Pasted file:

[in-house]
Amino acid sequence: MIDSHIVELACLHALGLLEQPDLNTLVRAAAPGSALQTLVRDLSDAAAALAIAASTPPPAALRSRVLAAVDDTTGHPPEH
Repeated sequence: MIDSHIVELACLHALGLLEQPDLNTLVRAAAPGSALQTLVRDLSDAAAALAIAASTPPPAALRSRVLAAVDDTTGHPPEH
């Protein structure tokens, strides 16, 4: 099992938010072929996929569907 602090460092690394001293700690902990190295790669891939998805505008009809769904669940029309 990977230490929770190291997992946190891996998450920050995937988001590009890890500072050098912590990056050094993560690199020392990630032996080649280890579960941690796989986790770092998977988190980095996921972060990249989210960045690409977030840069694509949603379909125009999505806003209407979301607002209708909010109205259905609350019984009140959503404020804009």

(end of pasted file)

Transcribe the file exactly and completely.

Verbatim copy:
[in-house]
Amino acid sequence: MIDSHIVELACLHALGLLEQPDLNTLVRAAAPGSALQTLVRDLSDAAAALAIAASTPPPAALRSRVLAAVDDTTGHPPEH
Repeated sequence: MIDSHIVELACLHALGLLEQPDLNTLVRAAAPGSALQTLVRDLSDAAAALAIAASTPPPAALRSRVLAAVDDTTGHPPEH
């Protein structure tokens, strides 16, 4: 099992938010072929996929569907 602090460092690394001293700690902990190295790669891939998805505008009809769904669940029309 990977230490929770190291997992946190891996998450920050995937988001590009890890500072050098912590990056050094993560690199020392990630032996080649280890579960941690796989986790770092998977988190980095996921972060990249989210960045690409977030840069694509949603379909125009999505806003209407979301607002209708909010109205259905609350019984009140959503404020804009």